memory leak troubleshooting techniques

Discussion in 'Python' started by Adam Deutsch, Jul 28, 2003.

  1. Adam Deutsch

    Adam Deutsch Guest

    I would like to ask some advice about tracking down memory leaks in Python
    code.

    We have a python application running on Python 2.0.1 in an embedded Linux
    environment (kernel version 2.4.7). We have recently detected a memory leak
    that we can see from "ps aux" is attributable to the Python processes.
    Running Sam Rushing's (http://www.nightmare.com/medusa/memory-leaks.html)
    get_refcounts() function does not yield any smoking guns: the reference
    counts for all classes remain stable even as memory use climbs.

    Is there any systematic method of determining how Python is using its
    allocated memory?

    Thanks.
     
    Adam Deutsch, Jul 28, 2003
    #1
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  2. Adam Deutsch <> writes:

    > Is there any systematic method of determining how Python is using its
    > allocated memory?


    In the debug version, you can get a list of all objects through
    sys.getobjects. In the non-debug version, you can get a list of all
    container objects through gc.get_objects. Check whether these lists
    are growing in size.

    Regards,
    Martin
     
    Martin v. =?iso-8859-15?q?L=F6wis?=, Jul 29, 2003
    #2
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  3. Adam Deutsch wrote:
    > I would like to ask some advice about tracking down memory leaks in Python
    > code.
    >
    > We have a python application running on Python 2.0.1 in an embedded Linux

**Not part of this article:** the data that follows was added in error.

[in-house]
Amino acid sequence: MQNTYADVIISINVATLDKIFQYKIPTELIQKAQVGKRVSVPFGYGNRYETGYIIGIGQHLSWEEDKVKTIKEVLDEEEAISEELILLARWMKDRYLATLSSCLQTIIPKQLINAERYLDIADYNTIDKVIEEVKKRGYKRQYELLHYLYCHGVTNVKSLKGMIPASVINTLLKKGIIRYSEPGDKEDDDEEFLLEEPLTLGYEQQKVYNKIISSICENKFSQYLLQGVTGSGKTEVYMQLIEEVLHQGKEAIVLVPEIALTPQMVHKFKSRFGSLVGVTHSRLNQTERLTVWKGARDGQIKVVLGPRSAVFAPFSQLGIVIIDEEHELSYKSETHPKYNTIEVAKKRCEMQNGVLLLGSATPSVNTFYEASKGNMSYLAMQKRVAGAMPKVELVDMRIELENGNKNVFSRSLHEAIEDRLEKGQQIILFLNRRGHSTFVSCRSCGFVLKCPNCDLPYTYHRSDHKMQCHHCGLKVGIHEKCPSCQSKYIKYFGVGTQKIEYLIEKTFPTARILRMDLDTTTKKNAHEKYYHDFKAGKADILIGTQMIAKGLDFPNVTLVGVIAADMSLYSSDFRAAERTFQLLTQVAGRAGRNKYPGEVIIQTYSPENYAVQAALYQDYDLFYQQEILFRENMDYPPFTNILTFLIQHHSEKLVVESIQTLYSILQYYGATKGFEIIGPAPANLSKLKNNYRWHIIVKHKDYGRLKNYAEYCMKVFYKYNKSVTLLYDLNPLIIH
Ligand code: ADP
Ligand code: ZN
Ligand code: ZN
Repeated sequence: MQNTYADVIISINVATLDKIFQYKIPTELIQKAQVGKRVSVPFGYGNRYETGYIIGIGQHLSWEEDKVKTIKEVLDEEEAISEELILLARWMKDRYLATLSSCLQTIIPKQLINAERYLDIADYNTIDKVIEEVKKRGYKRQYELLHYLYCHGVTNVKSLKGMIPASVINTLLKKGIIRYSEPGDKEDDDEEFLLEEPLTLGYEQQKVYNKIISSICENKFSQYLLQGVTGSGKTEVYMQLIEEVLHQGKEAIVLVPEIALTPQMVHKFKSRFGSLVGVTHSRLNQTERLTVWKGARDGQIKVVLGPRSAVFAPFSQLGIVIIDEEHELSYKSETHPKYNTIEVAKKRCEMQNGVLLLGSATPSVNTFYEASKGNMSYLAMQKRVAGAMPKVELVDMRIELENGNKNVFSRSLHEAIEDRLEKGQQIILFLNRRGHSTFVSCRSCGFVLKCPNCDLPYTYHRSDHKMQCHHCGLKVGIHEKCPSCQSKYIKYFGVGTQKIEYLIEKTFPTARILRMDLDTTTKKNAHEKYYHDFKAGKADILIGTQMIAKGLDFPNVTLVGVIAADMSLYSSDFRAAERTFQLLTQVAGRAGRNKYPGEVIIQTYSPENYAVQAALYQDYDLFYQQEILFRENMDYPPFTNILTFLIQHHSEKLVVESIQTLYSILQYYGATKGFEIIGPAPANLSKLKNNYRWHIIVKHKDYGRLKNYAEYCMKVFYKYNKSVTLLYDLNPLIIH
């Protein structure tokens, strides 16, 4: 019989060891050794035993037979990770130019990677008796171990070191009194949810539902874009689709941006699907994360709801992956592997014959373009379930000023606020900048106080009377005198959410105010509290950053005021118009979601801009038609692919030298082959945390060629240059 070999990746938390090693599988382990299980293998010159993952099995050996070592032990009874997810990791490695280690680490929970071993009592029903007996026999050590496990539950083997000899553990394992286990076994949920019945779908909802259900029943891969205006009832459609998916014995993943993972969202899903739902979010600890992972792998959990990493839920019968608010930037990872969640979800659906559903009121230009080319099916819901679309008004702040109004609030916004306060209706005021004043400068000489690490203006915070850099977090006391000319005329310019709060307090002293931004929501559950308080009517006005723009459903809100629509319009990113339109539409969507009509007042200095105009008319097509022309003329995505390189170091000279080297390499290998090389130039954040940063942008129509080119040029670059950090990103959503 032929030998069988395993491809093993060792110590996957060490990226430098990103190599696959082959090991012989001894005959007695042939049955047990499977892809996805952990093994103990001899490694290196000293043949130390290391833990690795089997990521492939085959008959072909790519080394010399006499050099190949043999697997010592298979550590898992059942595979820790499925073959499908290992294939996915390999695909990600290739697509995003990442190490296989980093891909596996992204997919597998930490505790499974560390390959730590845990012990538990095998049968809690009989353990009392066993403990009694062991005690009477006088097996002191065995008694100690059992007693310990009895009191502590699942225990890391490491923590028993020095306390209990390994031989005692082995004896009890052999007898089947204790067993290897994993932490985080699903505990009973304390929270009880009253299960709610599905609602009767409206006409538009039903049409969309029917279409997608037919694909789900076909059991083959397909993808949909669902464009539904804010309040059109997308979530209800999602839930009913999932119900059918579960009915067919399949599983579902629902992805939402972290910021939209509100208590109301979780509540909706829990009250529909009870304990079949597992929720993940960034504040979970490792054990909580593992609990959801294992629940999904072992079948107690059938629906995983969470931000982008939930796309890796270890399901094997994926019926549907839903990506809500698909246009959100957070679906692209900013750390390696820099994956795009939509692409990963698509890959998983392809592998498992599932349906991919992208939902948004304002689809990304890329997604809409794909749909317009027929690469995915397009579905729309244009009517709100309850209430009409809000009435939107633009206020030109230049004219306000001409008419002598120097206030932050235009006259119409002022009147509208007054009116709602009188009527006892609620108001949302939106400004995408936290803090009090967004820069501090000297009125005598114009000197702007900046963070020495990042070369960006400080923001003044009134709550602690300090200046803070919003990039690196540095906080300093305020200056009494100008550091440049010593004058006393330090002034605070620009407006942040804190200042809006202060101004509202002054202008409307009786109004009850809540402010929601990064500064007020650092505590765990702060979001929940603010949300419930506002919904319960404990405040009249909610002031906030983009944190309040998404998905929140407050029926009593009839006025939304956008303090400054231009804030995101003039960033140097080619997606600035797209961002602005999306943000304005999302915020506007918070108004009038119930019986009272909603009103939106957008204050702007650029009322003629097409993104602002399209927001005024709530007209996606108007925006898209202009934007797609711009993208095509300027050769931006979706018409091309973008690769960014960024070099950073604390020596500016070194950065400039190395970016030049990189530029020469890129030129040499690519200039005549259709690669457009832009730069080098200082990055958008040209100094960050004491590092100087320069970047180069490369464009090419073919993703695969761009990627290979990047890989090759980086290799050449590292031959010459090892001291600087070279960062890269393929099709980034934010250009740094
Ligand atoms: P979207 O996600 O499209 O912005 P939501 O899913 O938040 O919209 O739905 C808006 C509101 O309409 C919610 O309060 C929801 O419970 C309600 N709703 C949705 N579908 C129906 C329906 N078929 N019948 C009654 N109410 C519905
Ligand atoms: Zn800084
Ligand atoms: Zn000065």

> environment (kernel version 2.4.7). We have recently detected a memory leak
    > that we can see from "ps aux" is attributable to the Python processes.
    > Running Sam Rushing's (http://www.nightmare.com/medusa/memory-leaks.html)
    > get_refcounts() function does not yield any smoking guns: the reference
    > counts for all classes remain stable even as memory use climbs.
    >
    > Is there any systematic method of determining how Python is using its
    > allocated memory?
    >
    > Thanks.
    >

    There might be one more readon for a memory-leak -- besides an
    increasing refcount.

    Have you thought about a growing string? (or an similar object)
    In Python a string can have 80 MB without problems / not "hurting" python.
    Of course the refount won't get higher as there's just one string -- but
    this one might be getting *huge*.
    I had such a problem when programming PersistentThreads. Making internal
    calls to the "ZopeRequestDispatcher" caused sys.path to grow.

    Unfortunately I don't know a way in Python to list objects that consume
    more than xy bytes of memory.


    Christoph Becker-Freyseng
     
    Christoph Becker-Freyseng, Jul 29, 2003
    #3
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